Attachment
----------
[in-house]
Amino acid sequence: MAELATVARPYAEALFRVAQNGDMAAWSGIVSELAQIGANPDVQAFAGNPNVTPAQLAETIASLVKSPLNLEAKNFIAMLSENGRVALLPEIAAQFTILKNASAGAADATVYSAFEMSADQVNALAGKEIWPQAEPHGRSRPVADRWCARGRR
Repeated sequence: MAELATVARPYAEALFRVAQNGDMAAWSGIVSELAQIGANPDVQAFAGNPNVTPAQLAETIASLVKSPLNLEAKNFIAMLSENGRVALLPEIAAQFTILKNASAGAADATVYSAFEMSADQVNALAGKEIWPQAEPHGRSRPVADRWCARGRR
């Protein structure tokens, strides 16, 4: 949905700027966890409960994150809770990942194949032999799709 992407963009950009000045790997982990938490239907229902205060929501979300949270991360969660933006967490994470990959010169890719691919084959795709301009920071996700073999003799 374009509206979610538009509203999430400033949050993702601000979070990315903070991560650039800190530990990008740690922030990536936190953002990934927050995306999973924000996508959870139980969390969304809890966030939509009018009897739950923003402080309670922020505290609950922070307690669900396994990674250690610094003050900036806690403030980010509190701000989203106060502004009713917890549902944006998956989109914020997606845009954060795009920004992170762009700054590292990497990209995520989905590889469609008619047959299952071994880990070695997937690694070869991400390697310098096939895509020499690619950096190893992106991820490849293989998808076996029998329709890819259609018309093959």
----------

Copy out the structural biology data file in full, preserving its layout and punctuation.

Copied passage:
[in-house]
Amino acid sequence: MAELATVARPYAEALFRVAQNGDMAAWSGIVSELAQIGANPDVQAFAGNPNVTPAQLAETIASLVKSPLNLEAKNFIAMLSENGRVALLPEIAAQFTILKNASAGAADATVYSAFEMSADQVNALAGKEIWPQAEPHGRSRPVADRWCARGRR
Repeated sequence: MAELATVARPYAEALFRVAQNGDMAAWSGIVSELAQIGANPDVQAFAGNPNVTPAQLAETIASLVKSPLNLEAKNFIAMLSENGRVALLPEIAAQFTILKNASAGAADATVYSAFEMSADQVNALAGKEIWPQAEPHGRSRPVADRWCARGRR
């Protein structure tokens, strides 16, 4: 949905700027966890409960994150809770990942194949032999799709 992407963009950009000045790997982990938490239907229902205060929501979300949270991360969660933006967490994470990959010169890719691919084959795709301009920071996700073999003799 374009509206979610538009509203999430400033949050993702601000979070990315903070991560650039800190530990990008740690922030990536936190953002990934927050995306999973924000996508959870139980969390969304809890966030939509009018009897739950923003402080309670922020505290609950922070307690669900396994990674250690610094003050900036806690403030980010509190701000989203106060502004009713917890549902944006998956989109914020997606845009954060795009920004992170762009700054590292990497990209995520989905590889469609008619047959299952071994880990070695997937690694070869991400390697310098096939895509020499690619950096190893992106991820490849293989998808076996029998329709890819259609018309093959």